Our Statues, Our Heroes

November 15, 2020

Statues are used to immortalize those deemed worthy of honor and respect. In the U.S. we have innumerable statues of military heroes and some of first responders. We also have lots that depict sports stars. Collectively, these celebrate those who’ve shown physical bravery and excellence.

That’s great, but what about other types of heroes? What about those whose behavior demonstrates primarily social or psychological courage?

How many statues do you know that are devoted to great social change agents? Our greatest thinkers and inventers? Our bravest whistleblowers? Our life-saving doctors and researchers? Our teachers?

The Einstein statue in D.C. comes to mind, as do those honoring Rosa Parks and Martin Luther King. Monuments to those involved in the Stonewall Uprising in NYC are finally being built. But the fact that I can think of scores of statues dedicated in prominent places to those (mostly men) who perished for physical bravery or made a sports Hall of Fame and so few others leaves me thinking about our seemingly narrow way of defining heroes in the U.S.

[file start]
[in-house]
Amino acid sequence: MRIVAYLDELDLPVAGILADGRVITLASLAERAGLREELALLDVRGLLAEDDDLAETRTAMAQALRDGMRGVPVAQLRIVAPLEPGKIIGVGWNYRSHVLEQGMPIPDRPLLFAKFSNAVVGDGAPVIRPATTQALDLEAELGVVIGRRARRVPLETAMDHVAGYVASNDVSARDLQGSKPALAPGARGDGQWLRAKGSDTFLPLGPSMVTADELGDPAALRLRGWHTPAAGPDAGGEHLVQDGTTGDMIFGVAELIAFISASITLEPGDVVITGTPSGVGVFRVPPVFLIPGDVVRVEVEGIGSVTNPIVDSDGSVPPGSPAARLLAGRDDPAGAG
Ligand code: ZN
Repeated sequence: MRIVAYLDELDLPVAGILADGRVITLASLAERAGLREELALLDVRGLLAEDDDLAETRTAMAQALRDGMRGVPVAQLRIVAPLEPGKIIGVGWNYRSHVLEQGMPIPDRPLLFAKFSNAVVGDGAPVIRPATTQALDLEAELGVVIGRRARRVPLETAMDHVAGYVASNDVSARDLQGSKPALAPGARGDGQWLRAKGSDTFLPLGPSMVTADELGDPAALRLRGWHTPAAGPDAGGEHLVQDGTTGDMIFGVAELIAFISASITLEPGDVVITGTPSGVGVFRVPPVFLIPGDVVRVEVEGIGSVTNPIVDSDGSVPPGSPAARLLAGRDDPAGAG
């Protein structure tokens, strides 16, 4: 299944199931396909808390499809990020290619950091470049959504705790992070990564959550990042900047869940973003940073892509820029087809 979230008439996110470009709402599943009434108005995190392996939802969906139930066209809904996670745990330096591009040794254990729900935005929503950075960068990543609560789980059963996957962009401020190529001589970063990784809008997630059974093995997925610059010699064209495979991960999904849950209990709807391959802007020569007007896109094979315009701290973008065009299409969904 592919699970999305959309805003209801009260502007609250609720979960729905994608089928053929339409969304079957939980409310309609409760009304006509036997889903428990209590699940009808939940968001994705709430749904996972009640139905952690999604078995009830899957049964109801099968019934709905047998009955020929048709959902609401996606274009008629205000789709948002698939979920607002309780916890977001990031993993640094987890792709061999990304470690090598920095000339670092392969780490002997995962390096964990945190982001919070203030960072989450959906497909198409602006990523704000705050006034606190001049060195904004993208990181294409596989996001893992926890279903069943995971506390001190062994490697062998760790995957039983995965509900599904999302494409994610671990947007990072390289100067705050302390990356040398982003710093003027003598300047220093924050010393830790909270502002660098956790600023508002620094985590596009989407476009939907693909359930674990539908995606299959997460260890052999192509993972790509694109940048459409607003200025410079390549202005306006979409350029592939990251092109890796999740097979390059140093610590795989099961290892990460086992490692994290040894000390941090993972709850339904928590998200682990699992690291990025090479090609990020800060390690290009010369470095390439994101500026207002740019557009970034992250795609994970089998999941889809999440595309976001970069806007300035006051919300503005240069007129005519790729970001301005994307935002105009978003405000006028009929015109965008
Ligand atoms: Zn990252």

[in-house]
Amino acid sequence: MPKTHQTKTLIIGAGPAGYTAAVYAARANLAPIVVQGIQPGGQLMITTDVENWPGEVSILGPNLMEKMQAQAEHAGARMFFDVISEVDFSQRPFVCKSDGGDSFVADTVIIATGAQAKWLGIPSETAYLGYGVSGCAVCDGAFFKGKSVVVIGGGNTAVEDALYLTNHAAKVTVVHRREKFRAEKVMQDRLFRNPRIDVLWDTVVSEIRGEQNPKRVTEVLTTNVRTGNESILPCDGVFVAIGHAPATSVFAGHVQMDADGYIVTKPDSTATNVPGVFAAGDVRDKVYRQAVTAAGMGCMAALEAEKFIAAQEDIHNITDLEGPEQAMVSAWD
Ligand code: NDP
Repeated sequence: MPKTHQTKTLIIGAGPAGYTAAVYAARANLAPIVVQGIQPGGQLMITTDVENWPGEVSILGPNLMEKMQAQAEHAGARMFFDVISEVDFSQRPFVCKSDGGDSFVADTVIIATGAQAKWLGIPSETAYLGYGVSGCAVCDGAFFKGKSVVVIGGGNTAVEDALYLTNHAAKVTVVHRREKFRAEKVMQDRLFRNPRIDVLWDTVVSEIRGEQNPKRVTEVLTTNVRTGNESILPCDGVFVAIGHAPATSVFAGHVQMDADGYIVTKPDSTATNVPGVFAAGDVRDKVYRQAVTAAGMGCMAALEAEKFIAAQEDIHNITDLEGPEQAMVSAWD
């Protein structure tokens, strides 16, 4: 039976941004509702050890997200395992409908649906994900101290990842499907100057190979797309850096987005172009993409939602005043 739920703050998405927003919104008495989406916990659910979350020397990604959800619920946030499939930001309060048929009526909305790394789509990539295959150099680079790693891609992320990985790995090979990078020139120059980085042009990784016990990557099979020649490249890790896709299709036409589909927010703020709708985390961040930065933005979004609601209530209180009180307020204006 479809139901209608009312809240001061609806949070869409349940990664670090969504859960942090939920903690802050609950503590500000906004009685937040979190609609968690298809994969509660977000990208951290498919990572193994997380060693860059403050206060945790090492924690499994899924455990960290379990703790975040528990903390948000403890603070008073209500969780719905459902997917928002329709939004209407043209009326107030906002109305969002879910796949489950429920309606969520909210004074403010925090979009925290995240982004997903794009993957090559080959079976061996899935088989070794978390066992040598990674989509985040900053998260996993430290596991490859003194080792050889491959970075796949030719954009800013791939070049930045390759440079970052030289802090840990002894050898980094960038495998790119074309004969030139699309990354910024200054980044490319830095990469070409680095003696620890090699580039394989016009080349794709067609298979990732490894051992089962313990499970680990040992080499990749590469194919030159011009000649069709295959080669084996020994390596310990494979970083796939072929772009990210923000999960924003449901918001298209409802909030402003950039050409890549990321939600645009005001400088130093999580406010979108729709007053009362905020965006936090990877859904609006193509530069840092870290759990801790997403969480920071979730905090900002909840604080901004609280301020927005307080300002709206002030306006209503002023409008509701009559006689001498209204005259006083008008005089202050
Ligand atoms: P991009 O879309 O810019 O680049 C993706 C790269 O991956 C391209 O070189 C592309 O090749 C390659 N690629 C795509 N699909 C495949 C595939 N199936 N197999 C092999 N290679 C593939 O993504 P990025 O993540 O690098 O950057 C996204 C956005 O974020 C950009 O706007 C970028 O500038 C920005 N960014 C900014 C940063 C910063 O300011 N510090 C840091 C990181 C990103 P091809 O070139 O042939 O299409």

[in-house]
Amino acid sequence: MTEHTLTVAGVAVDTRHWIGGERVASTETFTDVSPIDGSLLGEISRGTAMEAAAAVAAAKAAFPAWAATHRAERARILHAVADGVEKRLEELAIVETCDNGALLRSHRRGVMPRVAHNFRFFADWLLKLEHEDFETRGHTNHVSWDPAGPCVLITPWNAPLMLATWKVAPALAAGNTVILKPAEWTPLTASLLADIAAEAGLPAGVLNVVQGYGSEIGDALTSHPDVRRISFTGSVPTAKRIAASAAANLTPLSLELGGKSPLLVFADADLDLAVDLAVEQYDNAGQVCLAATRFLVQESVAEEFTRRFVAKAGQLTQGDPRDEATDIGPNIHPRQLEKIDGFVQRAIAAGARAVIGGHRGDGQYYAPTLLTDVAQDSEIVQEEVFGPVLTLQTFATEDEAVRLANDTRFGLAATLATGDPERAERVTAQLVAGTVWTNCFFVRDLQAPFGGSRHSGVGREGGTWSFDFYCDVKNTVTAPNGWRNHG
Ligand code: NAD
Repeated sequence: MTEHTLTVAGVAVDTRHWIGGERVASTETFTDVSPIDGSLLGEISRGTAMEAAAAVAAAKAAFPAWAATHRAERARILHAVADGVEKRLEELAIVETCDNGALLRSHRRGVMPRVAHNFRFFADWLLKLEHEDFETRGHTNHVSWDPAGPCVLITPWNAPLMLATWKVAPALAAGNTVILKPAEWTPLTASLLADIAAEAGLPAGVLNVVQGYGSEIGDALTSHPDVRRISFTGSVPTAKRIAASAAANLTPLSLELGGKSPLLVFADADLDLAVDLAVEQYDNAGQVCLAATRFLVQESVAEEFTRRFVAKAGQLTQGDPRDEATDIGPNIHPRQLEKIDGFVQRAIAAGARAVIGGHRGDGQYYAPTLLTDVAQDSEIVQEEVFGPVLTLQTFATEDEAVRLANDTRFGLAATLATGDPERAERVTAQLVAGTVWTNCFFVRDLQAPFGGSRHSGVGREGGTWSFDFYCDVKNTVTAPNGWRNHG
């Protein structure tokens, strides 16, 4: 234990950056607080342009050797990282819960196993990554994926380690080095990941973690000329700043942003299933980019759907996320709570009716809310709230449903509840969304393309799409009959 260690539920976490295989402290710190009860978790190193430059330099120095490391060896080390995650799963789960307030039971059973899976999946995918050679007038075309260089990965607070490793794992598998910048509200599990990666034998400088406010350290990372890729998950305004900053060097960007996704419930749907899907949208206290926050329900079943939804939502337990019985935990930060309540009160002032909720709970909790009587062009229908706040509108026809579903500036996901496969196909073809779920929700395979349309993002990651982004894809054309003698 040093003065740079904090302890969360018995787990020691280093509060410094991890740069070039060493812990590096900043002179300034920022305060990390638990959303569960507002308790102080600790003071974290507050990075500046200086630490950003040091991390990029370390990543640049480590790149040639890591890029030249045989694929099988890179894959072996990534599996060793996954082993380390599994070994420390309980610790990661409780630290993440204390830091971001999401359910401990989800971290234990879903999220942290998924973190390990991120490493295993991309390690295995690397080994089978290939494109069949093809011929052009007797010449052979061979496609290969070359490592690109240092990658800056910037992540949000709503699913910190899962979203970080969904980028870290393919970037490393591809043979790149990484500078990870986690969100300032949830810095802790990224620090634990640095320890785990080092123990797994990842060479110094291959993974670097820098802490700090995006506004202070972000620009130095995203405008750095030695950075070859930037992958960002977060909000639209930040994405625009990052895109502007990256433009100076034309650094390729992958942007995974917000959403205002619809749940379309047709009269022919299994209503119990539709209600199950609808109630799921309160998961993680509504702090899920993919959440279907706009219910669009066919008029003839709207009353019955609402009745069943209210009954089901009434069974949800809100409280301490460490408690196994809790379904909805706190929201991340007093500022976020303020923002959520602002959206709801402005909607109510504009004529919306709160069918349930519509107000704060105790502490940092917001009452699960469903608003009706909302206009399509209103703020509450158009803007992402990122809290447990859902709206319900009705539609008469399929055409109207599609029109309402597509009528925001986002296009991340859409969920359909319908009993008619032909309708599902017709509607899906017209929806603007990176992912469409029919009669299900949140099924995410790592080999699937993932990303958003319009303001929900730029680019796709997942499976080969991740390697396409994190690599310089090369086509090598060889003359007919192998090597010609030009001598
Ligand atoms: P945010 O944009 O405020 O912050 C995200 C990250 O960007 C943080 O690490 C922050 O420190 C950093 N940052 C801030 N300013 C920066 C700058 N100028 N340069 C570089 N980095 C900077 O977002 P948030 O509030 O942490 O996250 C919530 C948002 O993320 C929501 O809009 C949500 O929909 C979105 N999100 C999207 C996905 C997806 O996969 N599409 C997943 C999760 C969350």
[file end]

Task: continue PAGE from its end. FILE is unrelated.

What do you think? Please share a comment about the statue(s) you’d like to see, or your favorite(s) among those that do exist.


Written By

Jim Detert

Jim Detert is the John L. Colley Professor of Business Administration in the Leadership and Organizational Behavior area at the University of Virginia's Darden Graduate School of Business Administration and a Professor of Public Policy at the Batten School of Leadership and Public Policy. Prior to joining UVA, he taught at Cornell University's Johnson School of Management and was the faculty director for the School's leadership initiative.